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School Highlights

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  • | 10:00 a.m. July 18, 2014
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The recession seems to have left hair salons relatively unscathed.

Sure, consumers may have cut back on the frequency of salon appointments. But by and large, salon owners say their customers don't forsake their hair.

Chris Lewis explains it this way: “There are certain things a woman will never give up,” he says. “A hairdresser is one of them.”

Lewis is president of The Salon Professional Academy, a cosmetology school that recently expanded into 10,000 square feet at Royal Palm Square in Fort Myers. The school graduates about 60 students a year who pay $16,000 in tuition to attend the one-year program.

The school expanded from 7,000 square feet in North Fort Myers, and Lewis says the 36 hairdressing stations will help boost graduation numbers. “We're hoping to double,” he says.

Lewis and a group of local investors paid $1 million to acquire the franchise rights for the area from hair-care manufacturer Redken that includes Charlotte, Collier, Hendry and Lee counties in 2006. They spent another $160,000 to expand the business to the new location earlier this year, he says.

Like many higher-education programs, students at the cosmetology school are eligible for the same state and federal subsidies as those who go to other colleges and universities, Lewis says. With the help of financial-aid counselors on staff, 80% of the academy's students receive some financial aid.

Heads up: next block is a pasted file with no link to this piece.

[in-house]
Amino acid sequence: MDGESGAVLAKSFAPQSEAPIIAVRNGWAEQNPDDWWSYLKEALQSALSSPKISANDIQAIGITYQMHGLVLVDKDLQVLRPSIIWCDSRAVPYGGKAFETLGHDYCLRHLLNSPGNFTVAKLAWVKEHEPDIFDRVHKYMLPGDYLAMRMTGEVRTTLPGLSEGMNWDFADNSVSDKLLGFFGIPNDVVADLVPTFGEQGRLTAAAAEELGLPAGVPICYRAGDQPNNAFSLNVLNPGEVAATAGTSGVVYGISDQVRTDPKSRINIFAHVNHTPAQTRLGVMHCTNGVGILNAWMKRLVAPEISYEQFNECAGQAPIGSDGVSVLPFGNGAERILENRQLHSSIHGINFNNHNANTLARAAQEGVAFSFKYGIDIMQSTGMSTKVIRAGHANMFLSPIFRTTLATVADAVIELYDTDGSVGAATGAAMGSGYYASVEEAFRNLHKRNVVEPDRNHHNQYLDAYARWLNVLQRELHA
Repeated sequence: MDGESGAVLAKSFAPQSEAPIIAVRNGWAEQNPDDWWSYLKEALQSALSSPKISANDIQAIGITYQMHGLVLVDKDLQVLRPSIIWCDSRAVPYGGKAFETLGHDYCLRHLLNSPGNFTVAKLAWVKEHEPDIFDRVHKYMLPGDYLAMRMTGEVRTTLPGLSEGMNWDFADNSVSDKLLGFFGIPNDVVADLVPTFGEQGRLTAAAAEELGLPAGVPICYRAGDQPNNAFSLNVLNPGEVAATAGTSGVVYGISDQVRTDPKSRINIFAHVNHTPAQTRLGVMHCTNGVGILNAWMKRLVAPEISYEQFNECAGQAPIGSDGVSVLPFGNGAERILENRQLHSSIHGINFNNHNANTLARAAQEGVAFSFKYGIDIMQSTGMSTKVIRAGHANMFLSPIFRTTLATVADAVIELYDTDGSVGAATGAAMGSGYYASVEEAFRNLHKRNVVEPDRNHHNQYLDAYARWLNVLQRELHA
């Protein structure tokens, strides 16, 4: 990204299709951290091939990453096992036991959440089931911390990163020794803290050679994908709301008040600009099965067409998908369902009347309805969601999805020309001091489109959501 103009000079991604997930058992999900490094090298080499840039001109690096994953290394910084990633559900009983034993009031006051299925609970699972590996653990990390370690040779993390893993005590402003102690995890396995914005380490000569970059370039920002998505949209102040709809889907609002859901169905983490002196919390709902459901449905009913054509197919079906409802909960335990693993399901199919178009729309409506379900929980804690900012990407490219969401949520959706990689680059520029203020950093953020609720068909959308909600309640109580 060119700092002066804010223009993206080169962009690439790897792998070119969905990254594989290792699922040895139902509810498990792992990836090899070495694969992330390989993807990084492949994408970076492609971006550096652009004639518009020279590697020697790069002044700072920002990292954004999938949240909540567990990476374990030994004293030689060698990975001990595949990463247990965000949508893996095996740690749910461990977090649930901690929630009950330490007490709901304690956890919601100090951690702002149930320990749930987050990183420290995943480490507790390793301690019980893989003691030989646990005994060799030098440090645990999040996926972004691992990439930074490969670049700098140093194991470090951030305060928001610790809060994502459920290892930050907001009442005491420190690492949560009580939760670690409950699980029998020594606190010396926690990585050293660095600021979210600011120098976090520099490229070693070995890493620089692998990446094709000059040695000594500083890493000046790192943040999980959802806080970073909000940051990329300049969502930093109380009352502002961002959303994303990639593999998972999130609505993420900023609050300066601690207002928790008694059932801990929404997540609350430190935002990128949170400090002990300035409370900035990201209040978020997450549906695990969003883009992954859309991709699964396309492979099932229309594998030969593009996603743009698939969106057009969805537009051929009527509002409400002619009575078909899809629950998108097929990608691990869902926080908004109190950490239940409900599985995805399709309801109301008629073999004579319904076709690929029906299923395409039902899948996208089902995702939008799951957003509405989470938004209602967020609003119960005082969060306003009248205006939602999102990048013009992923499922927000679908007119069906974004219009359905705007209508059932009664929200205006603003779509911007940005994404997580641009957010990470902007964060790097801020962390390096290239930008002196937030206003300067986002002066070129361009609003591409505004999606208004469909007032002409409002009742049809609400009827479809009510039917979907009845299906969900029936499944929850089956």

Lewis says the school's goal is to place its graduates in well-paying jobs at salons throughout the area. He says 95% of graduates leave the school with a job.

The key to training successful graduates is helping them develop both artistic and business skills they'll need in the workplace. “This business can be very, very good to you,” Lewis says.

Often, hairdressers work on commission or as independent contractors, renting out a chair at a salon. So the academy teaches the students sales techniques to fill their appointment book. “You have to be responsible for bringing in your customers,” says Lewis. “They need to fill the time.”

Students learn how to interact with clients to determine their hairstyle preferences and how to be effective at booking customers' next appointments. Pre-booking customers' next appointments like you do at the dentist or doctor is a sure way to fill a schedule, Lewis says. (A tip: “Guys are some of the most loyal clients,” he notes.)

The successful students earn top grades in part by how well they fill their appointment books. Students begin at level 1 and the best reach level 4. Each level wears a different color (level 1 is all black, for example), so it establishes a visible and competitive hierarchy in the school.

When they graduate, students at level 4 already have a steady book of business and are most appealing to hair salons that are looking for staff. “They've got these business-building skills,” Lewis says.

Follow Jean Gruss on Twitter @JeanGruss


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